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Darwins Nightmare Toxic Toad Evolves To Secure Supremacy

Bufo marinus. Scary looking critter ain't he?
by Staff Writers
Paris, France (AFP) Feb 15, 2006
He's fat, ugly and poisonous -- and he's mutating. He's the cane toad (Bufo marinus), a species which was introduced into the Australian state of Queensland 70 years ago to tackle insect pests in canefields and has since become an ecological catastrophe.

Weighing in at to up two kilos (4.4 pounds), the unwanted anuran has extended its range to more than a million square kilometers (386,000 square miles) in tropical and sub-tropical Australia, crushing native species in its relentless advance.

A team of University of Sydney toad watchers positioned themselves on the front line of the invasion, 60 kilometers (35 miles) east of the city of Darwin, and for 10 months caught toads, some of which they radiotagged and let loose again.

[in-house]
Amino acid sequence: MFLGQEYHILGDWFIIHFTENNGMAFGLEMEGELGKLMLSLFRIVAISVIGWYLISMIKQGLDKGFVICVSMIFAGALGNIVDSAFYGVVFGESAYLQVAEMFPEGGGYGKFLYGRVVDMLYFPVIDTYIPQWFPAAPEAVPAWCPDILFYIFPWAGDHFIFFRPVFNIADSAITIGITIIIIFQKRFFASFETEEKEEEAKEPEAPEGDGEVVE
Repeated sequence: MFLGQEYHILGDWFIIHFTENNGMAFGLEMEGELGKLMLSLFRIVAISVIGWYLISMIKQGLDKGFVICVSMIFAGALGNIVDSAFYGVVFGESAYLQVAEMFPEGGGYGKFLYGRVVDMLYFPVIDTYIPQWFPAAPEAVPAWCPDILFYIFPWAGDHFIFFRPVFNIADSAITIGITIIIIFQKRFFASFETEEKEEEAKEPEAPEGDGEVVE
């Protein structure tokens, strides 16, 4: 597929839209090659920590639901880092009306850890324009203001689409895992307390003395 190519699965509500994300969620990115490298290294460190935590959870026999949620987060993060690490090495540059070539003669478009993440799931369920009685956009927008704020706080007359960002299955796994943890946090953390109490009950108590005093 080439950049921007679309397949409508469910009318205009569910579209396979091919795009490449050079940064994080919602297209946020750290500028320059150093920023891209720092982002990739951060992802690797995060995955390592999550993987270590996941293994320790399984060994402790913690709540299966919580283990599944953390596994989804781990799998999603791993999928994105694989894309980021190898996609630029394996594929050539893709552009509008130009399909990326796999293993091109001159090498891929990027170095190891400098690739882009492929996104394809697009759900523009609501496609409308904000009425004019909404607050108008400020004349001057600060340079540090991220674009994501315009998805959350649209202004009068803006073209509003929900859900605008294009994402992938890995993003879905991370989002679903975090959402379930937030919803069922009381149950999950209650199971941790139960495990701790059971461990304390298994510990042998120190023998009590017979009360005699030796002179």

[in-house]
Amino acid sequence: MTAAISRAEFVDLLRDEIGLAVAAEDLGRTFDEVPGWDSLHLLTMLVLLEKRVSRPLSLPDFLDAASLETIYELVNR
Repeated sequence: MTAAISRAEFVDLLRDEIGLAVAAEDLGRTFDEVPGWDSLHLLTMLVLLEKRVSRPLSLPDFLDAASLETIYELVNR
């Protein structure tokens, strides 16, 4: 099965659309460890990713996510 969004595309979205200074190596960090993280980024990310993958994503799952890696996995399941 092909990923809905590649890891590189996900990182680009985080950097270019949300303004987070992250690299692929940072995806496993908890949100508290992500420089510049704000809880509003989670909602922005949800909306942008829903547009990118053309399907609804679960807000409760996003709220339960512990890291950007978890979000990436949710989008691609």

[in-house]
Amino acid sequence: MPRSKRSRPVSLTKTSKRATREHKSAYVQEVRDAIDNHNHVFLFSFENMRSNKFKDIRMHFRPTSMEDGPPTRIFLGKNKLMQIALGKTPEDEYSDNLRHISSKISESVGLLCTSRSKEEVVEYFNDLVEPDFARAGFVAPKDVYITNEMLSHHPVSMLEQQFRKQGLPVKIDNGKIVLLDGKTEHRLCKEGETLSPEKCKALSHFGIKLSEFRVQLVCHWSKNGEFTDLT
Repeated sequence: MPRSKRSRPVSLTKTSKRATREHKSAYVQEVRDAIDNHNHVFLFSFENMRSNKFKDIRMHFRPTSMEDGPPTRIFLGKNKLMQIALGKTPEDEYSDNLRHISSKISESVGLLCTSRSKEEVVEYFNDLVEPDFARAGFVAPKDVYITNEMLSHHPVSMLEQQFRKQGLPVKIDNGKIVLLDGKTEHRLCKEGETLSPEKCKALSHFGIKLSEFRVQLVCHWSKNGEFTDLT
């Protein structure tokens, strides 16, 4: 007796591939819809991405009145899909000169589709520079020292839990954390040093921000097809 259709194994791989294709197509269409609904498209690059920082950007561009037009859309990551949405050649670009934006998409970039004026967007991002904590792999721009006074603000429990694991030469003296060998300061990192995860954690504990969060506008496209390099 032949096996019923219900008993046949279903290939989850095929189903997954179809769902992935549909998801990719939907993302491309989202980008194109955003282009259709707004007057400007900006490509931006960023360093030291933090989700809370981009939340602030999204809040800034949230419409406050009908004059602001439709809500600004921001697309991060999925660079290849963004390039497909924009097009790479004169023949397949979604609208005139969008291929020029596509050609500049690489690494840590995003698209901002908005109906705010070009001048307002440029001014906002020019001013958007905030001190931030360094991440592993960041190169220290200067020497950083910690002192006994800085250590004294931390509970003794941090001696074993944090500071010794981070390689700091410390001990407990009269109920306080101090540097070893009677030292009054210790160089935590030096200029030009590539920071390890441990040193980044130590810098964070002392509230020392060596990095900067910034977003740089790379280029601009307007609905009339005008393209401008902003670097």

They were astonished to find that the creatures can hop up to 1.8 kms (1.1 miles) a night during wet weather, a record for any frog or toad.

But even more remarkable was the discovery that the first toads to arrive at the front invariably had longer hind legs than those which arrived later.

by comparison, the toads which are living in the long-established Queensland colonies have much shorter legs.

The case is being seen as a classic example of Darwinian evolution -- animals that are stronger, faster or smarter are able to stake out new territory and defend it against those that are weaker, slower or less astute.

The findings also neatly explain a puzzle surrounding the cane toad.

From the 1940s to 1960s, the critter expanded its range by only 10 kms (six miles) a year. Today, though, it is advancing at the rate of more than 50 kms (30 miles) annually.

The reason: with longer legs, the mutating species is able to travel further, faster.

The authors, led by Richard Shine of the university's School of Biological Sciences, say the cane toad is a chilling lesson for governments to combat invasive species as soon as possible, "before the invader has had time to evolve into a more dangerous adversary."

The paper appears on Thursday in Nature, the weekly science journal.

Source: Agence France-Presse

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